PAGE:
3 Made it more explicit which piece of jargon the question refers to, this should make the question more searchable
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The rationale behind using the popular"fail to reject the null" jargon in hypothesis testing?

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In hypothesis testing with a Null and the Alternative hypothesis (assuming that these two cases are mutually inclusive of all the possible "truths"), we usually base our hypothesis selection criterion on a constraint put on type I error, and choose to say "could not reject the null" as opposed to accepting it, but we without any qualms (relatively) say that we "reject the null" in the complimentary case. The reason told to me is this:

Since we usually focus on, and constraint via our selection procedure only the type I error, and do not try to bound the type II error, we do not know how likely is the null if the decision is to go with the Null since we did not know what was the chance of our decision criteria to go with the null if the alternative were true. But if the decision is to go with the alternative, we can reject the null since we set alpha to be very low already.

But this does not make senseseems fallacious. The probability of selecting the alternative given the Null is the truth may be low, but the corresponding probability given the alternative may be even lower! (In which case our rejecting of the Null was misplaced).

While I agree that the general criteria chosen makes it more likely to go with the alternative given the alternative is the truth than given Null is the truth, the absence of quantifiable information which prevents us from selecting the null should also prevent our unequivocally rejecting it. To add, since the conditional probability of selecting the Null given the truth is the Null hypothesis is 1 - probability of selecting the alternative given the null is the truth. Hence, by constraining the type I error, we also bound the former to be greater than a particular value.

If type I error is the only one that is constrained, shouldn't not rejecting it be equivalent to accepting the null within the same level of "confidence" as rejecting it had?

I have been doing the excellent course on Mathematical Biostatistics by Hopkins School of Biostats on Coursera, where I came across the above.

In hypothesis testing with a Null and the Alternative hypothesis (assuming that these two cases are mutually inclusive of all the possible "truths"), we usually base our hypothesis selection criterion on a constraint put on type I error, and choose to say "could not reject the null" as opposed to accepting it, but we without any qualms (relatively) say that we "reject the null" in the complimentary case. The reason told to me is this:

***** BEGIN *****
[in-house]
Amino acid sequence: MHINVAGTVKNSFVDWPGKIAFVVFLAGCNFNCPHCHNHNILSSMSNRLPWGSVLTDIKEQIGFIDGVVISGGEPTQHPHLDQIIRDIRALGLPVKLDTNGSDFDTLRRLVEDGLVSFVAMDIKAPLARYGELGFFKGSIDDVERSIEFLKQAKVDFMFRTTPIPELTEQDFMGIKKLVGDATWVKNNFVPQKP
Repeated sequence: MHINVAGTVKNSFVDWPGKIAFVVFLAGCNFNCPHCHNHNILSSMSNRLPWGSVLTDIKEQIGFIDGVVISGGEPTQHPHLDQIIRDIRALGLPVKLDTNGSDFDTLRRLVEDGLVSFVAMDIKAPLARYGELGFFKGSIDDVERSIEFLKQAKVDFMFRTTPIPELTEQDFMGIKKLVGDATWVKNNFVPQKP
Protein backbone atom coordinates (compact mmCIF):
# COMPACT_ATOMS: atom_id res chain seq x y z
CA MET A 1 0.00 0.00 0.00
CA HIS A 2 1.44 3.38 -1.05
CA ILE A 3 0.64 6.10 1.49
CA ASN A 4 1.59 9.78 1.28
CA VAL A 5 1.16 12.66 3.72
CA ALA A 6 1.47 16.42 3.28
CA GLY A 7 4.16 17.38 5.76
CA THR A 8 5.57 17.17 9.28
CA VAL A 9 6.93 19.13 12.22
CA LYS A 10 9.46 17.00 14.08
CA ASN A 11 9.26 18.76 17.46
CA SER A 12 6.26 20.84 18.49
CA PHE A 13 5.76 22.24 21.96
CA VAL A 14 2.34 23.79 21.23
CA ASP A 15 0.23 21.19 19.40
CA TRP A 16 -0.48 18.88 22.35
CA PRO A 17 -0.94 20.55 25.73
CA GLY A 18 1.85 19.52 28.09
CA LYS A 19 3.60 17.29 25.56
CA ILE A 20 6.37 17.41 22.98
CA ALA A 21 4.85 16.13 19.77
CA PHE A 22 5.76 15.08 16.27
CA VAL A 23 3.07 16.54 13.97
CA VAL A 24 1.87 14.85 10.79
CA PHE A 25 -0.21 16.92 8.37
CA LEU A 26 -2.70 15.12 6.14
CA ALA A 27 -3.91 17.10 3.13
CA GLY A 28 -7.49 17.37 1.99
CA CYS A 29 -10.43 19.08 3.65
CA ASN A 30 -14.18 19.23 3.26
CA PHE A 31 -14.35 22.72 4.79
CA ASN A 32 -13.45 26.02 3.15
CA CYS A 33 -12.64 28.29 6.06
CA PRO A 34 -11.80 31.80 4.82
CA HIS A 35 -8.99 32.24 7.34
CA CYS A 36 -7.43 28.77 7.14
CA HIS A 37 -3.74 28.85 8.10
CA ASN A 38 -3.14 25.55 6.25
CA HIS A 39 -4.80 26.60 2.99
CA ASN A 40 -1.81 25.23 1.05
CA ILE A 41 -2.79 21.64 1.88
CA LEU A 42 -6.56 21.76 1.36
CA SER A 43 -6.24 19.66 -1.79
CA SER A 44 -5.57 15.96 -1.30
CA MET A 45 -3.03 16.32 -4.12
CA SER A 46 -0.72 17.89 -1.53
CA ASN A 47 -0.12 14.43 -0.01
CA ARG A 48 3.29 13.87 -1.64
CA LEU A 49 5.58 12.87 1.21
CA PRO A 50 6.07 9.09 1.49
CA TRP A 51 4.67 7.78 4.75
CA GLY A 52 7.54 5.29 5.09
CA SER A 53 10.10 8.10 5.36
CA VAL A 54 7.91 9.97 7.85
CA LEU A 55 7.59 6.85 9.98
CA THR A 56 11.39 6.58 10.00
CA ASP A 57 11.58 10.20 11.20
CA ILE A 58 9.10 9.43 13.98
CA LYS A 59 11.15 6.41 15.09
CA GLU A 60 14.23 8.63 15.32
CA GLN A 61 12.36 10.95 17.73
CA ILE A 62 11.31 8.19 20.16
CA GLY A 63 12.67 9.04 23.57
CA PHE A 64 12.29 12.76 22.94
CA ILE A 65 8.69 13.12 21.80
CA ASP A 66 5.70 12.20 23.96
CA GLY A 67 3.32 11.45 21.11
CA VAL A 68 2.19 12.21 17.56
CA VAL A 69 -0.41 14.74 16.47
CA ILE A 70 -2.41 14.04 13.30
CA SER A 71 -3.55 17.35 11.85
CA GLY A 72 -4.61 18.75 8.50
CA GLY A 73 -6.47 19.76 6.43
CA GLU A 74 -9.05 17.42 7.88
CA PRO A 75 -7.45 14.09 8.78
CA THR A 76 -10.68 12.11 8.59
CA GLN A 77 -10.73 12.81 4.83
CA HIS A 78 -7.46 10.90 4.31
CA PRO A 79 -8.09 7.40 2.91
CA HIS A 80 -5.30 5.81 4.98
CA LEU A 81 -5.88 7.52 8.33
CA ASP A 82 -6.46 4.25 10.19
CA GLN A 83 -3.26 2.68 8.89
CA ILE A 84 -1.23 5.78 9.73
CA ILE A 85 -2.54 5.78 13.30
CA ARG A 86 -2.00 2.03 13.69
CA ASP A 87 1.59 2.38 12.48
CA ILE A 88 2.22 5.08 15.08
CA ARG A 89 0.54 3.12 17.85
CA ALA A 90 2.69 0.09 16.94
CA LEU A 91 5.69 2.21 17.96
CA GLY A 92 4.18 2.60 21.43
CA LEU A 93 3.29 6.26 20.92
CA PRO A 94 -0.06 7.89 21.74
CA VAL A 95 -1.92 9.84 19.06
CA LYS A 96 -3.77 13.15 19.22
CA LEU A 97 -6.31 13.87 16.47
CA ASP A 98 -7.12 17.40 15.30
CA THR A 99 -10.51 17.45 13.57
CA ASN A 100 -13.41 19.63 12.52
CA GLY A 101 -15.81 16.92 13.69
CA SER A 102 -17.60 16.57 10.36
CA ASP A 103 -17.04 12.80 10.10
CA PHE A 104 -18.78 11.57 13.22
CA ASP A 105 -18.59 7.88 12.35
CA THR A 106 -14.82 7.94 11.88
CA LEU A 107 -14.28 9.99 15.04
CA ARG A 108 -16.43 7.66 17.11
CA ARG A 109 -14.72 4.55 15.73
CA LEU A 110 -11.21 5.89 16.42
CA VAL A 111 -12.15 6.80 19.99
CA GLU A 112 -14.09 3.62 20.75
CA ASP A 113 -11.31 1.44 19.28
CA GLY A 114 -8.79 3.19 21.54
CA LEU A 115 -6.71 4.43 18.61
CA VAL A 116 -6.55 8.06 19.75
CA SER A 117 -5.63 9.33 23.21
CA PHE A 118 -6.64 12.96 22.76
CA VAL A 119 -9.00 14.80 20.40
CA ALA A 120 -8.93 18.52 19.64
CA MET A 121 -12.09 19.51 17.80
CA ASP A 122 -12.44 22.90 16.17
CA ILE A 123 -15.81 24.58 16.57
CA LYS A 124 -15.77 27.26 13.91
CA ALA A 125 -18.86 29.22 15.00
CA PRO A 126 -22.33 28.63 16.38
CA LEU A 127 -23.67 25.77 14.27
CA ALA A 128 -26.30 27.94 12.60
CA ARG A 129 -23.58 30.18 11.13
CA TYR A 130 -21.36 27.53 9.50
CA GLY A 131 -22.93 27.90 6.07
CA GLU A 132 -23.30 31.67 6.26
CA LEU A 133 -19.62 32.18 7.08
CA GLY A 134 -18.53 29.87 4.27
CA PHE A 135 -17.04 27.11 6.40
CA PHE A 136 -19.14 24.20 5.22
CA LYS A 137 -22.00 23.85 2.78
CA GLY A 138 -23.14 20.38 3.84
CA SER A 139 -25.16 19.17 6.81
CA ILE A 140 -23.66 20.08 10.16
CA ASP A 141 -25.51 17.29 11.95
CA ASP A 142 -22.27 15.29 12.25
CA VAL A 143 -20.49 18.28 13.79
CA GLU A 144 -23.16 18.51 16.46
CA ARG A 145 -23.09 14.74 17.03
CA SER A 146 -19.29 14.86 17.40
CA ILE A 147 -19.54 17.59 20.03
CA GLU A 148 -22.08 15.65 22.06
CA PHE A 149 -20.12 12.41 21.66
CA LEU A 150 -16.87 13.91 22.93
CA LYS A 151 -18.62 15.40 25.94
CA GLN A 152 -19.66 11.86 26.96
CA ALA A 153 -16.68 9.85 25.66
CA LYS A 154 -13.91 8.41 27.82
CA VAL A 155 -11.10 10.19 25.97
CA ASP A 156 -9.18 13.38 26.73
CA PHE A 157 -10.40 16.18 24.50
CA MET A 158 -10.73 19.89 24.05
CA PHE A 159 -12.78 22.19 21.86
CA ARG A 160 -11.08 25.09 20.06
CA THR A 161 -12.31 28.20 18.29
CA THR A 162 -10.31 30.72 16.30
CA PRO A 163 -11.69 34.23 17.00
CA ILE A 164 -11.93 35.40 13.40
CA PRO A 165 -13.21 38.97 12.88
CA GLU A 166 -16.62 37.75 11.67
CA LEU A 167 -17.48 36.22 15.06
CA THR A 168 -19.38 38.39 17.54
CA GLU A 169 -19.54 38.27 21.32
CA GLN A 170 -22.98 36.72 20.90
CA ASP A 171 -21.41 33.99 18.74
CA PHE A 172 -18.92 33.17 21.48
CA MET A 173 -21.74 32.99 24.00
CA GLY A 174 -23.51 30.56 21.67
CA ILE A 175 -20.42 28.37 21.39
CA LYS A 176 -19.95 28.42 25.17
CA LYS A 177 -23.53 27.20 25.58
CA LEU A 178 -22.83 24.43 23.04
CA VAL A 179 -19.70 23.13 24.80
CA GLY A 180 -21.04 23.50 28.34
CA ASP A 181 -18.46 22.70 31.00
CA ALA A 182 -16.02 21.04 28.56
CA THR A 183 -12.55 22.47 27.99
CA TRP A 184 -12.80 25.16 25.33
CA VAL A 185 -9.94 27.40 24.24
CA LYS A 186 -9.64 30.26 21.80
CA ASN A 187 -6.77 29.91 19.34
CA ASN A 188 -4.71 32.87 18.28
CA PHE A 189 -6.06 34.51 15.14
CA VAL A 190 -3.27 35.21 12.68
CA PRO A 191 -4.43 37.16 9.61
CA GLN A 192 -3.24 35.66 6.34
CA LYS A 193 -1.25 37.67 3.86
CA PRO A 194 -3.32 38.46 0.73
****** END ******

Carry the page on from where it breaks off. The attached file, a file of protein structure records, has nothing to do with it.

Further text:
Since we usually focus on, and constraint via our selection procedure only the type I error, and do not try to bound the type II error, we do not know how likely is the null if the decision is to go with the Null since we did not know what was the chance of our decision criteria to go with the null if the alternative were true. But if the decision is to go with the alternative, we can reject the null since we set alpha to be very low already.

But this does not make sense. The probability of selecting the alternative given the Null is the truth may be low, but the corresponding probability given the alternative may be even lower! (In which case our rejecting of the Null was misplaced).

While I agree that the general criteria chosen makes it more likely to go with the alternative given the alternative is the truth than given Null is the truth, the absence of quantifiable information which prevents us from selecting the null should also prevent our unequivocally rejecting it. To add, since the conditional probability of selecting the Null given the truth is the Null hypothesis is 1 - probability of selecting the alternative given the null is the truth. Hence, by constraining the type I error, we also bound the former to be greater than a particular value.

If type I error is the only one that is constrained, shouldn't not rejecting it be equivalent to accepting the null within the same level of "confidence" as rejecting it had?